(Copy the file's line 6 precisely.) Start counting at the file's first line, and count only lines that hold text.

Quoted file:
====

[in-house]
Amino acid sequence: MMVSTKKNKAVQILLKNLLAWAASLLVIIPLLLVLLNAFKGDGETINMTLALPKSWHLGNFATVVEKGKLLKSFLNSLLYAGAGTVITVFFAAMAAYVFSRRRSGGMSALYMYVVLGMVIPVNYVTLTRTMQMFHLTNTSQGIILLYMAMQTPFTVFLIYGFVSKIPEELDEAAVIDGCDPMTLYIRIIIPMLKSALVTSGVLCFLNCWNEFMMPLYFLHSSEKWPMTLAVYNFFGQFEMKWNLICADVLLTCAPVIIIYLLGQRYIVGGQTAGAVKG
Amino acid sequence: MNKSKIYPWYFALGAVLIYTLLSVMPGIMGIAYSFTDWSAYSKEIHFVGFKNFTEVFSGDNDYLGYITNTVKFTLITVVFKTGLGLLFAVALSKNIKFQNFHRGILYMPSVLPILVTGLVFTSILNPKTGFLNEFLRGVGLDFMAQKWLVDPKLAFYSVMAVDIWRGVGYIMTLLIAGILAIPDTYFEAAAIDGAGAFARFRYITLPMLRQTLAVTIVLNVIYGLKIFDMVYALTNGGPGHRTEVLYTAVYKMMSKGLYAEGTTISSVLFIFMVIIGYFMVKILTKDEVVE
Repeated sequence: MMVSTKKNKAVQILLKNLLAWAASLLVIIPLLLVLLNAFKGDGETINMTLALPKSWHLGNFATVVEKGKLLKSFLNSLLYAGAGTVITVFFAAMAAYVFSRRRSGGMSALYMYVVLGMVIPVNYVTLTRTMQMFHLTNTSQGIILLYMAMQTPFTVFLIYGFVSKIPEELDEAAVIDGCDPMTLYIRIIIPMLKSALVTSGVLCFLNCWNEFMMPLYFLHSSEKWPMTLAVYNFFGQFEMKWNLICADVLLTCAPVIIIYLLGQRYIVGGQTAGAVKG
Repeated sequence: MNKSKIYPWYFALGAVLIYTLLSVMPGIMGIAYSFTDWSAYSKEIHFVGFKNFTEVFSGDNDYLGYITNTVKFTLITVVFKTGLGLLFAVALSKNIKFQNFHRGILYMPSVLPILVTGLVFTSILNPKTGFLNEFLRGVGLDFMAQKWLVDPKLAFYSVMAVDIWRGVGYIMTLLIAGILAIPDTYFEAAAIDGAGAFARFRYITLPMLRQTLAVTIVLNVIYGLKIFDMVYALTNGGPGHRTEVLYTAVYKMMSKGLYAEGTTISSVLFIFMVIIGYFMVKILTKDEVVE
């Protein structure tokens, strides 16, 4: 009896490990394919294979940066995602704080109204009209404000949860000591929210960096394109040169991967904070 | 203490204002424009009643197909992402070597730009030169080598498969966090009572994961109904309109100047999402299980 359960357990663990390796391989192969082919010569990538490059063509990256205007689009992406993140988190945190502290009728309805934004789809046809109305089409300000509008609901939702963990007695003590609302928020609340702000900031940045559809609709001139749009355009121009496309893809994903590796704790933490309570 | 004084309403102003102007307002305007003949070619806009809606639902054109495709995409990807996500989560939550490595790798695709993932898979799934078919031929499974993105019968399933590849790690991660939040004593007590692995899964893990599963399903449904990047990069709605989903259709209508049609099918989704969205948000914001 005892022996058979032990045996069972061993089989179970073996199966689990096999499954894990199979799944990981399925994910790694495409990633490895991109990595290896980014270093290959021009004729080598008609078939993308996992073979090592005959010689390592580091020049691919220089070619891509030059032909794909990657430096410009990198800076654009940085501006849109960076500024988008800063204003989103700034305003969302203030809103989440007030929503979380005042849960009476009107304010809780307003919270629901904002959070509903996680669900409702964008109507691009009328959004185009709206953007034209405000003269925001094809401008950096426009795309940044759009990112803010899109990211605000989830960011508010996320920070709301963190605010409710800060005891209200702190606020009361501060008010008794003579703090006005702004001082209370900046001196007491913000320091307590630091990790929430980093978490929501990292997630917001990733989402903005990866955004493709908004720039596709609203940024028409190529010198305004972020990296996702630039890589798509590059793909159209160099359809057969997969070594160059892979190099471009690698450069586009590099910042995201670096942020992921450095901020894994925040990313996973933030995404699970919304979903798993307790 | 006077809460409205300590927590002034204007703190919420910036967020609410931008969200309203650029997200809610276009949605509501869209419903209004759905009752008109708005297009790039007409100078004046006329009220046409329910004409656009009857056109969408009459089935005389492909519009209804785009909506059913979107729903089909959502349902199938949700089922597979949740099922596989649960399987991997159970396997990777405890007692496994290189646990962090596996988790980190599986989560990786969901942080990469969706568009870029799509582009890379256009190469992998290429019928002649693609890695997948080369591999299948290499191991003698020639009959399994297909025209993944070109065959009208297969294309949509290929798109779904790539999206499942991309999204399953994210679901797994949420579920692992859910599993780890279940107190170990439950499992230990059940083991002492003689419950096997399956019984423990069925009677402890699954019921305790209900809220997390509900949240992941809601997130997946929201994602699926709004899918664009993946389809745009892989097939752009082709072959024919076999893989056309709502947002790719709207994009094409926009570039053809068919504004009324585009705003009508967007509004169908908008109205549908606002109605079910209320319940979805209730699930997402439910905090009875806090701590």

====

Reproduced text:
């Protein structure tokens, strides 16, 4: 009896490990394919294979940066995602704080109204009209404000949860000591929210960096394109040169991967904070 | 203490204002424009009643197909992402070597730009030169080598498969966090009572994961109904309109100047999402299980 359960357990663990390796391989192969082919010569990538490059063509990256205007689009992406993140988190945190502290009728309805934004789809046809109305089409300000509008609901939702963990007695003590609302928020609340702000900031940045559809609709001139749009355009121009496309893809994903590796704790933490309570 | 004084309403102003102007307002305007003949070619806009809606639902054109495709995409990807996500989560939550490595790798695709993932898979799934078919031929499974993105019968399933590849790690991660939040004593007590692995899964893990599963399903449904990047990069709605989903259709209508049609099918989704969205948000914001 005892022996058979032990045996069972061993089989179970073996199966689990096999499954894990199979799944990981399925994910790694495409990633490895991109990595290896980014270093290959021009004729080598008609078939993308996992073979090592005959010689390592580091020049691919220089070619891509030059032909794909990657430096410009990198800076654009940085501006849109960076500024988008800063204003989103700034305003969302203030809103989440007030929503979380005042849960009476009107304010809780307003919270629901904002959070509903996680669900409702964008109507691009009328959004185009709206953007034209405000003269925001094809401008950096426009795309940044759009990112803010899109990211605000989830960011508010996320920070709301963190605010409710800060005891209200702190606020009361501060008010008794003579703090006005702004001082209370900046001196007491913000320091307590630091990790929430980093978490929501990292997630917001990733989402903005990866955004493709908004720039596709609203940024028409190529010198305004972020990296996702630039890589798509590059793909159209160099359809057969997969070594160059892979190099471009690698450069586009590099910042995201670096942020992921450095901020894994925040990313996973933030995404699970919304979903798993307790 | 006077809460409205300590927590002034204007703190919420910036967020609410931008969200309203650029997200809610276009949605509501869209419903209004759905009752008109708005297009790039007409100078004046006329009220046409329910004409656009009857056109969408009459089935005389492909519009209804785009909506059913979107729903089909959502349902199938949700089922597979949740099922596989649960399987991997159970396997990777405890007692496994290189646990962090596996988790980190599986989560990786969901942080990469969706568009870029799509582009890379256009190469992998290429019928002649693609890695997948080369591999299948290499191991003698020639009959399994297909025209993944070109065959009208297969294309949509290929798109779904790539999206499942991309999204399953994210679901797994949420579920692992859910599993780890279940107190170990439950499992230990059940083991002492003689419950096997399956019984423990069925009677402890699954019921305790209900809220997390509900949240992941809601997130997946929201994602699926709004899918664009993946389809745009892989097939752009082709072959024919076999893989056309709502947002790719709207994009094409926009570039053809068919504004009324585009705003009508967007509004169908908008109205549908606002109605079910209320319940979805209730699930997402439910905090009875806090701590």